British White Paper, July 31:

"Von Bethmann-Hollweg told Sir Edward Goschen, the British ambassador to Germany, that he could not leave his country defenseless while time was being utilized by other powers; and that if military measures were being taken by Russia against Germany also, it would be impossible for him to remain quietly. The chancellor added that the news of the active preparations on the RussoGerman frontier had reached him just when the Czar had appealed to the Emperor, in the name of their old friendship, to mediate at Vienna, and when the Emperor was actually conforming to that request."

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before the German Reichstag
on August 4, 1914:

Speech of the Imperial Chancellor. 1878, Great Britain, with the backing of Bismarck and of Andrassy, the Austro-Hungarian minister of foreign affairs, imposed a veto upon the task which had been accomplished on the battlefield by Russia. This task was the creation of an independent Bulgaria, to include Macedonia and the province known as Eastern Roumelia. Britain opposed the carrying out of the treaty of San Stefano, which gave sanction. to the creation of a strong state, uniting the entire Bulgarian race, on the ground that a great Bulgaria would operate, in effect, as an advance post for the Russian march to Constantinople and the Dardanelles.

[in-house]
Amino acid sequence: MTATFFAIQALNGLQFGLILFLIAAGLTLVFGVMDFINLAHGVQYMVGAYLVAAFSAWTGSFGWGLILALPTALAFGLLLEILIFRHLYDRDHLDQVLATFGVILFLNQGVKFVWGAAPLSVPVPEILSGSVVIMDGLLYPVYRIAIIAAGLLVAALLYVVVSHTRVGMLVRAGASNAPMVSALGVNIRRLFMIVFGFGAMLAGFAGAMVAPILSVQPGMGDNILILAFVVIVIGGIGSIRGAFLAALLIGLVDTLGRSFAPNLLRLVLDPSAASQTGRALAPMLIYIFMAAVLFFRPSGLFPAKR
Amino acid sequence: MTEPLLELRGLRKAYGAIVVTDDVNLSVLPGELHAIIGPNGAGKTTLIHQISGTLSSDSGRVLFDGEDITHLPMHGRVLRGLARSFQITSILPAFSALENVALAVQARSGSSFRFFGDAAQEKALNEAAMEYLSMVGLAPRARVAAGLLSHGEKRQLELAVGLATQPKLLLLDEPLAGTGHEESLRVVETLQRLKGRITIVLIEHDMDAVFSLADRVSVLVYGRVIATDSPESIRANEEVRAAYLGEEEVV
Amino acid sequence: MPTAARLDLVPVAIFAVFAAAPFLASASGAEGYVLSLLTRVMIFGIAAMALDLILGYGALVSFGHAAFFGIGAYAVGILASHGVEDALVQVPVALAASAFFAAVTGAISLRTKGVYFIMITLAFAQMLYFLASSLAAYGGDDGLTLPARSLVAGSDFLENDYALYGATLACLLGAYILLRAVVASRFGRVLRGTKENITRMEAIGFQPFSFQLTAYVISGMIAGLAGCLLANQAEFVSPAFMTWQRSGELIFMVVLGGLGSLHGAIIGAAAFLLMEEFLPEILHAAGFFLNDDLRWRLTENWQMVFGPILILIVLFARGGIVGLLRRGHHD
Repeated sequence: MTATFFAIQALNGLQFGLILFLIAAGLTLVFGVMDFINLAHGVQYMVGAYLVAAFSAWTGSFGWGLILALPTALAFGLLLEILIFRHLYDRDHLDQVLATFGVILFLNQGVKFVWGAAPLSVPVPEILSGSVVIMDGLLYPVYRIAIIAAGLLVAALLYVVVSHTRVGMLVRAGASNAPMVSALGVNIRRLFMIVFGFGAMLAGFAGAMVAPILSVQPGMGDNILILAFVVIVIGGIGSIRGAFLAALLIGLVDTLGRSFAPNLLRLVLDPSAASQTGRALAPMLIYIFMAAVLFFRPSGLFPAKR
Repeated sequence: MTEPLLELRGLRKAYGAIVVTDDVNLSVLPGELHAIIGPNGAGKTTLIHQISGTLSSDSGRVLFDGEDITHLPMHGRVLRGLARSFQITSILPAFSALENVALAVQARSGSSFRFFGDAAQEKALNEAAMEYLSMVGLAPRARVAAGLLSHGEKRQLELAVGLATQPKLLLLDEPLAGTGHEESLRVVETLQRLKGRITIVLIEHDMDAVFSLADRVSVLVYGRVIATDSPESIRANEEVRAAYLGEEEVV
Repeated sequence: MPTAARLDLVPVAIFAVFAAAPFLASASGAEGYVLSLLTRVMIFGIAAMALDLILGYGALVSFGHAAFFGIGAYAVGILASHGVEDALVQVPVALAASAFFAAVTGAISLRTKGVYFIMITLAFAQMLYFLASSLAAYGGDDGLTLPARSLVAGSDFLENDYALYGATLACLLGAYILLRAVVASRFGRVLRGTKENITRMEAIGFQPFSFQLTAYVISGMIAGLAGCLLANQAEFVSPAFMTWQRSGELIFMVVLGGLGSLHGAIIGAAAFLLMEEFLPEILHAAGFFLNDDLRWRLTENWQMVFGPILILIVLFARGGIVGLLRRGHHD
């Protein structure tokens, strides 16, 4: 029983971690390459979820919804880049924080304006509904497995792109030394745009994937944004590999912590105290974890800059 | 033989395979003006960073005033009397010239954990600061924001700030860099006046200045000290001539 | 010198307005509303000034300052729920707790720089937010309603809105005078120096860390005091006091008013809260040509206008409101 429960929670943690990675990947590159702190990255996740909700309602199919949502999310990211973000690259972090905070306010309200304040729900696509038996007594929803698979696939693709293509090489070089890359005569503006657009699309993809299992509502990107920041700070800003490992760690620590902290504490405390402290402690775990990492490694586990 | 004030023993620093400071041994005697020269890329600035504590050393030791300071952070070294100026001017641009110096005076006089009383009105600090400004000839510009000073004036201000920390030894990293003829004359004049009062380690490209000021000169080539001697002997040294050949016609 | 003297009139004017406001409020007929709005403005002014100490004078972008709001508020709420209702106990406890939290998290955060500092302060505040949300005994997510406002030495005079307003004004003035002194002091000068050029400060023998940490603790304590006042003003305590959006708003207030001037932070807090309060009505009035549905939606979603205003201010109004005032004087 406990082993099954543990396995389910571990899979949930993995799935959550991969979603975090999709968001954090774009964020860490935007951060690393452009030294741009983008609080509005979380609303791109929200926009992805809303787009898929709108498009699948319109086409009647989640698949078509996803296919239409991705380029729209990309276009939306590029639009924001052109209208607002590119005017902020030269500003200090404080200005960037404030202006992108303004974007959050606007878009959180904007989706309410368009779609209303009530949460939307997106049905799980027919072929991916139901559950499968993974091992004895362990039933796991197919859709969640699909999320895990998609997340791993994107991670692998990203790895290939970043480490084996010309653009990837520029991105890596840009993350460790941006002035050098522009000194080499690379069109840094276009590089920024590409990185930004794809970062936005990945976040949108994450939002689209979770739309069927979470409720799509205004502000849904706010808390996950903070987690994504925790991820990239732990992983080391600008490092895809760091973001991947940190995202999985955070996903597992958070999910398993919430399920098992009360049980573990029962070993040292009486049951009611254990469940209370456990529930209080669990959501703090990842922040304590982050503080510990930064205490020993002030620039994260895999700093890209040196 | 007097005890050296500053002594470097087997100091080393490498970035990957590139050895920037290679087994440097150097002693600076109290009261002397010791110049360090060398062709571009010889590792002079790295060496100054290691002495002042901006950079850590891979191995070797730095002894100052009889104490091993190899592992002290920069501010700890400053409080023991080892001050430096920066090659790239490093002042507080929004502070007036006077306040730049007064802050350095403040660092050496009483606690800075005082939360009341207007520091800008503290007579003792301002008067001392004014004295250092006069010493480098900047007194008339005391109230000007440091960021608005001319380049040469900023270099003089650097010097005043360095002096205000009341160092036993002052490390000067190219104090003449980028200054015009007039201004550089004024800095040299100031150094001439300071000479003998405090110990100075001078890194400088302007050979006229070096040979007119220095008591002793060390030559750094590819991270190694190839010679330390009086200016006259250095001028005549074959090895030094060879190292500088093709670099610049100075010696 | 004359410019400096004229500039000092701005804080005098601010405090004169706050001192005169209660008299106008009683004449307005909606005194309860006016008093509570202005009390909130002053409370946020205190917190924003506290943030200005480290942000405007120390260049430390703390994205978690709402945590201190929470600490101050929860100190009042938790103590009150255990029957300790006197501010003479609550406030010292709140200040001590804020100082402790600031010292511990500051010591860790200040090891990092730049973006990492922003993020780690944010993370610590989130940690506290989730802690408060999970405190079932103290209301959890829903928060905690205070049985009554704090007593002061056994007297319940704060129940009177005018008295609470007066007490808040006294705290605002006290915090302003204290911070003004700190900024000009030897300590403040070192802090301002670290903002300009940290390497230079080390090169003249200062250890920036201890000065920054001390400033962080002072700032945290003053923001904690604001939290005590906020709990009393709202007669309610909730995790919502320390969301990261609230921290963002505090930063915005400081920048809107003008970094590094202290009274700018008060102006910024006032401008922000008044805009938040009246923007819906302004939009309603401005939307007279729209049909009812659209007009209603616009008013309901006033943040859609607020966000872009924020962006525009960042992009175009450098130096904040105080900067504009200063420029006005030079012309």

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"Russia has set fire to the building. We are at war with Russia and France a war that has been forced upon the first moment of the Austro-Serbian conflict we declared that this question must be limited to AustriaHungary and Serbia, and we worked with this end in view. All governments, especially that of Great Britain, took the same attitude. Russia alone asserted that she had to be heard in the settlement of this matter.

"Accumulation of troops on the East Prussian frontier and the declaration of the state of war all over important parts of the Russian west frontier allowed no further doubt that the Russian mobiliation was in full swing against us, while simultaneously all such measures were denied to our representative in St. Petersburg on word of honor.